NYU Black Renaissance Noire Fall 2015 Volume 15.2 - Page 120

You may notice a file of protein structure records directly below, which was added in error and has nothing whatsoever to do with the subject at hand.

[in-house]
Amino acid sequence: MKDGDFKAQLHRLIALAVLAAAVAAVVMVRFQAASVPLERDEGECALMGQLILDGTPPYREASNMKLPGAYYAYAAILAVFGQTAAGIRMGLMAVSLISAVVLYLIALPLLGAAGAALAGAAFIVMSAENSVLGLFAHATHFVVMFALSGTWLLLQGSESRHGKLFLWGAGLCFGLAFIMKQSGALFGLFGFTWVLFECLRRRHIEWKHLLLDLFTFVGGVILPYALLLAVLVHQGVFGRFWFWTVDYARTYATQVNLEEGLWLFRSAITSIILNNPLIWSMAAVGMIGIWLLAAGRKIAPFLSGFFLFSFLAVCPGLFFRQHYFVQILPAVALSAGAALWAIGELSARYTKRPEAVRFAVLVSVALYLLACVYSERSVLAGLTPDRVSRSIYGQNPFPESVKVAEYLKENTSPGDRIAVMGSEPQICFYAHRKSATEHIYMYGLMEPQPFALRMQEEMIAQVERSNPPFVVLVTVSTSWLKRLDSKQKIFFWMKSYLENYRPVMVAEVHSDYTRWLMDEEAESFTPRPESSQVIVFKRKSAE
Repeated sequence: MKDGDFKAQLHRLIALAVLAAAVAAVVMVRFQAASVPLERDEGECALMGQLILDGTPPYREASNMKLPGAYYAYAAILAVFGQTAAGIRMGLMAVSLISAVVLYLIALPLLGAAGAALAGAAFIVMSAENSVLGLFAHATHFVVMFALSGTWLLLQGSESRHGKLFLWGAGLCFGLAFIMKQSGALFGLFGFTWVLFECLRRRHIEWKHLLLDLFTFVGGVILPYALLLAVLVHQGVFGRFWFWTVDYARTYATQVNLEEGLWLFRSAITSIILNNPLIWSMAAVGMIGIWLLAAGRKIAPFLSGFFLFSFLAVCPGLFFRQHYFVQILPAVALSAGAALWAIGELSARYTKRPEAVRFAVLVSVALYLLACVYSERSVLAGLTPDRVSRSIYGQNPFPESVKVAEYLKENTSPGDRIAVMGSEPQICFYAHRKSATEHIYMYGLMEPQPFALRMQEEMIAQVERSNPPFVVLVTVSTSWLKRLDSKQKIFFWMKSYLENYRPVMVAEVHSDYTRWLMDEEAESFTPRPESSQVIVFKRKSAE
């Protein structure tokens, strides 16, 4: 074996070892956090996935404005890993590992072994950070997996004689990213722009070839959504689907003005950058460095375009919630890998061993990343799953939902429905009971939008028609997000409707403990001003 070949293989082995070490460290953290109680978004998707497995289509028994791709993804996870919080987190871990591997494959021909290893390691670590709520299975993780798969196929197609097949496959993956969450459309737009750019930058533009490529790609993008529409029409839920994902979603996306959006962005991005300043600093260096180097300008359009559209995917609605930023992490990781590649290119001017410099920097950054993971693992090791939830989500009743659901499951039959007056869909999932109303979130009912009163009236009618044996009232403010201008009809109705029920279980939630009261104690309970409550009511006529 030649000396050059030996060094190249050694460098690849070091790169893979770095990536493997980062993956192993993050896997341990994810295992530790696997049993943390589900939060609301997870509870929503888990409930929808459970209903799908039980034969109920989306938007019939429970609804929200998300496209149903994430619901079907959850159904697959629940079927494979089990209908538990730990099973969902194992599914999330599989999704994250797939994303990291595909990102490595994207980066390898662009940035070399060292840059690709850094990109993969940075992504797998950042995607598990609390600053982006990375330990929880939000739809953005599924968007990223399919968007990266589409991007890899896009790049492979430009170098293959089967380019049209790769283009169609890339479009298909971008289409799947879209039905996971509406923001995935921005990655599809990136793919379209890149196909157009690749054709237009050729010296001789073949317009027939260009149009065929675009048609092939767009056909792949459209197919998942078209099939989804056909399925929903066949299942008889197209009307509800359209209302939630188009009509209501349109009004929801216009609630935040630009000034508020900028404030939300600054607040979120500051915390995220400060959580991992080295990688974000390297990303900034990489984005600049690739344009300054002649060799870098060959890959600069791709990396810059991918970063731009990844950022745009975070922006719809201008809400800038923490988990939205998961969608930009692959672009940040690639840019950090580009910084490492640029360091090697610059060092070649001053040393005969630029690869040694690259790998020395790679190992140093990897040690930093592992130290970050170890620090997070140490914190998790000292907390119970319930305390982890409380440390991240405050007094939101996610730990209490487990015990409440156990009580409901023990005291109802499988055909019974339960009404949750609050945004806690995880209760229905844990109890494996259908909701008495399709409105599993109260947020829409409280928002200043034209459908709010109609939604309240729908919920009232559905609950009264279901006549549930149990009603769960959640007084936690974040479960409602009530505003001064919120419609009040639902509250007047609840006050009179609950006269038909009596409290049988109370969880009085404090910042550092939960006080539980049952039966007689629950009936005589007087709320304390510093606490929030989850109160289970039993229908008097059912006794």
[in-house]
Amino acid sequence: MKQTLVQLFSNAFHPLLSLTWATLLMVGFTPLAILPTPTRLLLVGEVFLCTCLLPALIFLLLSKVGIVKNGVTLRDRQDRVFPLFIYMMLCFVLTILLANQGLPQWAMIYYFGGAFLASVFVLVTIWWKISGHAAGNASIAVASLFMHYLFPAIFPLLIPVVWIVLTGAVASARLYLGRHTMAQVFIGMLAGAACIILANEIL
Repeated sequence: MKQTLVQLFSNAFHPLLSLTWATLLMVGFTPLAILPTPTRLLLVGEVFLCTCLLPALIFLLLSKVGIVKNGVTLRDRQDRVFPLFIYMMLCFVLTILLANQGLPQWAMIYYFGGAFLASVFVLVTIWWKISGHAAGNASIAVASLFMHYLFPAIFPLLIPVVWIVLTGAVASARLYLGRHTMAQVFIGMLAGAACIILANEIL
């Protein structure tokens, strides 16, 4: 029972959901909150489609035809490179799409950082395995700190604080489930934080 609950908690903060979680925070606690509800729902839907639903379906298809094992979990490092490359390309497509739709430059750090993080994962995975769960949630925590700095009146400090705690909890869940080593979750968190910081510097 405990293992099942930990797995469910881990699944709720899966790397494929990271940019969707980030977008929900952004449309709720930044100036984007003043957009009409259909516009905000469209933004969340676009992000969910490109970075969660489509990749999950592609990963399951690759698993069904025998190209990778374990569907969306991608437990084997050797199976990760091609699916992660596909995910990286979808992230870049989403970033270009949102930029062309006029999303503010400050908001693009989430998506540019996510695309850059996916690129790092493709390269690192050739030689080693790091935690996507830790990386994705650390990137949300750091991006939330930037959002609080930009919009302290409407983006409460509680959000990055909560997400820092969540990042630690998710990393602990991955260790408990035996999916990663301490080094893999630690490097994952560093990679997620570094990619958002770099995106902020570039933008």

In 2000, he sojourned in Bavaria beginning the Strings collection through which he explored the internal logic of molecular biology, particularly the double helix as a move toward a “post deconstructionist and deciphering practice”2 against the discursive rhetoric of an artistic unicentricity. 118 The structure formed by double-stranded molecules of nucleic acids such as dna and rna fascinated him. One finds similarities between the spiral polymer and the work which, at its core, argues the similarity of mechanisms of all organisms on the planet at the level of which they handle their genetic information and use it to create the building blocks of a cell. Lewis draws from these new possibilities science offers, to move us toward orders of understanding different from intuitive common sense or appropriation. His quest for the human begins “where such modes of thought end, or at least where they fail to address questions that require for their answers, more than enumeration, cataloging, impressionistic summaries, selected lists, or noncritical formulations”.3 Strings give another sense to Wayne Lewis’ pictorial work. It does not signify the history of a subject but the attention to its own history without subject. It acts as a replacement in Derrida’s sense of abstraction in that the non-mimetic image relies on the assistance of the viewer to complete its meaning. Suite in Grey is a series scribbled with vigor. Wayne Lewis ended up at the hospital during the process of creating it. This remarkable entry is an occasion for Wayne Lewis to give t